Who was "Cathal Buí"?
When I think of Cathal Buí Mac Giolla
Ghunna (c1680--c1756) I think of an Irish-speaking Christy
Moore, an incisive ballad-singing entertainer for a totally
Irish-speaking community of poor people living at or below subsistence
in the early 18th Century. Not that Cathal is remembered for
playing a musical instrument but in folklore all the stereotypical
characteristics of the wandering dispossessed Gaelic poet are attributed to him, perhaps
unfairly. It is certain that he is remembered with affection
for his poem on his own drinking "An Bonnán Buí"
where he laments in comic mockheroic terms the death of a little
bird from thirst and taunts those who warn him that he himself
will die of drink. The astonishing thing is that without the
assistance of modern media his songs spread widely throughout
the country and were enjoyed and transmitted to such an extent
that some are still sung today. The scholar Breandán
Ó Buachalla published a collection of them in his
book "Cathal Buí: Amhráin" in
My own received impression of him is simply that
of a carter -- a transporter of goods with horse and cart --
throughout Bréifne, the traditional Irish name of the
area comprising Cavan, Leitrim, and south Fermanagh. Such a
travelling life was not conducive to maintaining a home and
family and it was easy for the settled community to consider
him a rake. His literary ability was attributed to his having
studied for the priesthood. Nothing is certain concerning his
life however. We are even unsure of the date and place of his
birth and those of his death.
The story of his death is frequently told. Travelling
on his own he fell ill and sought refuge in a poor woman's house.
Seeing he was near to death she left him and hurried off to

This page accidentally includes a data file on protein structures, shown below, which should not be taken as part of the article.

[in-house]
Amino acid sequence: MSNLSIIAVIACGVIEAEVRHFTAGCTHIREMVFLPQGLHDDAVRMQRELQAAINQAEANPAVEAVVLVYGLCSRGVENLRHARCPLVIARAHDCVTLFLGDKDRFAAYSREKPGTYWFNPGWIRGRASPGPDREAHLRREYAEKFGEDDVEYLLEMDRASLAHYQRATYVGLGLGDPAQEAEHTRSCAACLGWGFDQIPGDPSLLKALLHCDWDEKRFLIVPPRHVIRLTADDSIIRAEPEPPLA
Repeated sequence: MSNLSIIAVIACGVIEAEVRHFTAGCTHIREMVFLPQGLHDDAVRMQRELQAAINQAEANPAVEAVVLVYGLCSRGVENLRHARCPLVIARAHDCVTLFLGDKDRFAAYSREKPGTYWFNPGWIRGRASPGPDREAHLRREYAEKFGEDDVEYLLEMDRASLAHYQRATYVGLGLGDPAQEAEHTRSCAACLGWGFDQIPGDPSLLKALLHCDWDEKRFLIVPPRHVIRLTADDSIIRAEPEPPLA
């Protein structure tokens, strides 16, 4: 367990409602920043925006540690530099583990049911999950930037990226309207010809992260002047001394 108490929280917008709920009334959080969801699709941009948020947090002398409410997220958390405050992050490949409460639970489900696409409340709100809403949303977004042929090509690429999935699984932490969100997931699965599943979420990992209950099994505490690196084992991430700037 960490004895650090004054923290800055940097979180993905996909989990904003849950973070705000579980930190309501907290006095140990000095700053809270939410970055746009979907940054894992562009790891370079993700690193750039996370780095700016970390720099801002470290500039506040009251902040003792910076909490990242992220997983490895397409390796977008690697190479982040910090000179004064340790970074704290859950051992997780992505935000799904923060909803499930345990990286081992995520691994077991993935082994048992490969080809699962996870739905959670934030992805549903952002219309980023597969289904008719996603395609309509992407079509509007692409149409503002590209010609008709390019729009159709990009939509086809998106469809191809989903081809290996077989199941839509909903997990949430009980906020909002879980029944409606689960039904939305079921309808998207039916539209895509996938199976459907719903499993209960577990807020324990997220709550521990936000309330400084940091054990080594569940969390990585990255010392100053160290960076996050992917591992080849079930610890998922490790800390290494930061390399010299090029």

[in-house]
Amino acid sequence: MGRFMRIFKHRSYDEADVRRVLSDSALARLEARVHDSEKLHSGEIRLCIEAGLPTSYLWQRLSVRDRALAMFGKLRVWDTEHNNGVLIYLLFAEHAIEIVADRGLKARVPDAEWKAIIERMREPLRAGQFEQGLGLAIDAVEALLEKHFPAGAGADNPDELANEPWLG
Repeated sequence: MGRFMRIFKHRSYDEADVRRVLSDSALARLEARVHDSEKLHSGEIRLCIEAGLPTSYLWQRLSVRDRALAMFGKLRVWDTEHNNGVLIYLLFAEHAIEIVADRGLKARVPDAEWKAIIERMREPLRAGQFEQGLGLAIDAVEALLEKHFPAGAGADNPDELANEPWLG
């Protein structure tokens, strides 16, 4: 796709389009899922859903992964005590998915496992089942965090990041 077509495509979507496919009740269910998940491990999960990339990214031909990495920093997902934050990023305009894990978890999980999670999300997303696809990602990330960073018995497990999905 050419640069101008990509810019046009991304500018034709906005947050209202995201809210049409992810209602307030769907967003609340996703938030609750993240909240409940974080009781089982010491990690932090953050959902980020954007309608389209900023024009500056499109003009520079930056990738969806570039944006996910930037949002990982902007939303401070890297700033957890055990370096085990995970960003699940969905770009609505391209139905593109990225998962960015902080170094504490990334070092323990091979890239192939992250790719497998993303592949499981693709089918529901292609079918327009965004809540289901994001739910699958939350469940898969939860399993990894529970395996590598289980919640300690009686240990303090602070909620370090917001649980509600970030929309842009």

get the priest. When she returned he was already dead but scattered on the floor
beside him were the verses of his repentance, aithrí, a very fine poem in beautiful Irish full of religious sentiment,
Aithrí Chathal Buí, which is still read today.
There is a small monument to his memory on the
shore of Lake MacNean west of Blacklion.
Regarding the poet's name: the surname Mac Giolla
Ghunna (son of the gun servant) is also rendered Mac
Giolla Dhuinn (son of the brown servant) and has been
variously Anglicised as McElgun, Gilgunn, and Gunn. Cathal (pronounced
Kaw-hull, with the second syllable unstressed ) means "strong in battle".
One of the most common names in Ireland in the early middle
ages. Amongst its most famous bearers were Cathal Mac Finguine (died 742), one of the most powerful early kings of Munster
and Cathal Crobhdhearg (of the wine-red hand), king of
Connacht (died 1224). It was a favourite name among the O'Connors of Connacht throughout the medieval and early modern period
and was also much used by the MacManuses, Maguires, MacDonaghs,
and other families. It was everywhere anglicised Charles --
a name with which it has no connection whatever. (Quoted from
"Irish Names" by Donnchadh Ó Corráin and Fidelma Maguire.)
Cathal carried the nickname "Buí"
probably due to his sallow skin.